War and Responsibility is divided into six chapters. The first chapter is devoted to the constitutional background of the war powers controversy (pp. 3-11). This is perhaps the most problematic material, though Ely does not appear to believe it to be so. I will describe this problem in much greater detail in the next section.
Chapter Two evaluates the constitutionality of the war in Vietnam and breaks that discussion down into several parts: its overall constitutional legality, the legality of the ground war in Cambodia, the effect of repeal of the Tonkin Gulf Resolution, and the legality of the continued bombing in Cambodia after the withdrawal of American troops from the theater (pp. 12-46).
In his discussion of the overall legality of American involvement, Ely briefly describes the Southeast Asia Treaty Organization (SEATO) treaty,(6) rejects the argument that the SEATO treaty could count as congressional authorization for war (p. 15), and then moves on to a discussion of the Tonkin Gulf Resolution(7) and continuing defense appropriations and the argument that these provide a constitutional basis for the war.
Ely emphasizes the broad language of the Resolution and the fact that transcripts of the congressional debate make it clear that at least some members of Congress clearly understood the breadth of the powers they were granting President Johnson, although they later said they were tricked or misled (pp. 15-26). Ely goes on to say that because Congress repeatedly voted for defense appropriations earmarked for the war in Vietnam and extended the draft, it unquestionably and manifestly continued to authorize the war (pp. 27-30). After a stinging denunciation of what he sees as congressional cowardice and deceit when faced with a constitutional duty to participate in war policy, he concludes: "It was Congress's duty to exercise independent judgment. That's why we have separate branches. That's why the war power is vested in Congress" (p. 30).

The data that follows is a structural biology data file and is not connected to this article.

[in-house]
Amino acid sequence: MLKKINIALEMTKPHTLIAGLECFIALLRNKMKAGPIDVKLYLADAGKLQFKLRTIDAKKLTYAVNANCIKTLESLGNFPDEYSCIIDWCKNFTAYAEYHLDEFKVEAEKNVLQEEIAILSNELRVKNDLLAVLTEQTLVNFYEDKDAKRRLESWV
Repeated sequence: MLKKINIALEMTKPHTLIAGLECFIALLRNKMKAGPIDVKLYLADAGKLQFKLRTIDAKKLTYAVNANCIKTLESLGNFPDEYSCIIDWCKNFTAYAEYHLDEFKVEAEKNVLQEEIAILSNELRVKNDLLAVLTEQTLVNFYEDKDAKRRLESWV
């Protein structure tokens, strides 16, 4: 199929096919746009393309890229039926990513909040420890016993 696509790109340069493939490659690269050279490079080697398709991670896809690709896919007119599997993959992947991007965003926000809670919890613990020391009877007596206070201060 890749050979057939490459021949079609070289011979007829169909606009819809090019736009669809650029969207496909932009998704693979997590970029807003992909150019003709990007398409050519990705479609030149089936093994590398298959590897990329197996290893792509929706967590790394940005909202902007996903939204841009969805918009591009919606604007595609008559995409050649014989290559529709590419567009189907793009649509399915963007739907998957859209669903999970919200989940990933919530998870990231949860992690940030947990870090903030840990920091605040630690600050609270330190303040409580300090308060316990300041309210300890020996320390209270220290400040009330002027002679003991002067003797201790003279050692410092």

Ely also finds that the broad "resist aggression" language of the Tonkin Gulf Resolution authorized the ground war in Cambodia, "though barely" (pp. 31-32), and then naturally turns to the difficult question of what authority for the war generally remained after the repeal of that Resolution. He offers a complicated analysis of Congress's real intent in repealing the Resolution and concludes that because Congress continued to support the war with appropriations and draft extensions, Congress had not effectively de-authorized the war (pp. 32-34). In much the same way he addresses the continued bombing of Cambodia. Again, Ely relies on what he terms Congress's "tongue-and-groove, proceeding more by notice and acquiescence than by anything resembling a straight in-or-out vote" to say that the bombing was authorized because a majority of Congress could have stopped it before August 15, 1973, but did not (pp. 43-46).
Chapter Three addresses the problem of inducing Congress to face up to its constitutional responsibilities. Ely reframes the question in terms of forcing Congress to uphold "the judgment that no single individual should be able to take the nation into war and thereby risk the lives of all of us, especially our young people" (p. 47). He repeatedly links America's military success to a system of legislative authorization that ensures broad public support for military interventions.
Ely writes that the War Powers Resolution was enacted by Congress in an effort to lock itself into a certain role in war policy, so that in future conflicts Congress would not dodge the issue (p. 48). He analogizes Congress's action to Ulysses's lashing himself to the mast to avoid being seduced by the Sirens' song (p. 53). Ely blames the failure of the Resolution partially on the fact that the role Congress had written for itself was one that it had not been eager to assume in the recent past. In addition, he repeatedly quotes the judgments of observers, notably Thomas Eagleton, who have concluded that Congress really does not want to be a part of these decisions (p. 49).
Ely discusses the events leading up to Congress's authorization of the Persian Gulf War, again emphasizing that the President had to request Congress to take the authorization vote (pp. 49-52). In terms of structuring incentives for Congress to fill its constitutional role in the area of war powers, Ely suggests that the President actually has his own strong incentives to share the responsibility of waging war, but Ely also recognizes that it is politically unlikely that future presidents will move in the direction of ceding part of their war powers to Congress (pp. 52-54). Ely also discusses increased judicial oversight of the division of war powers between...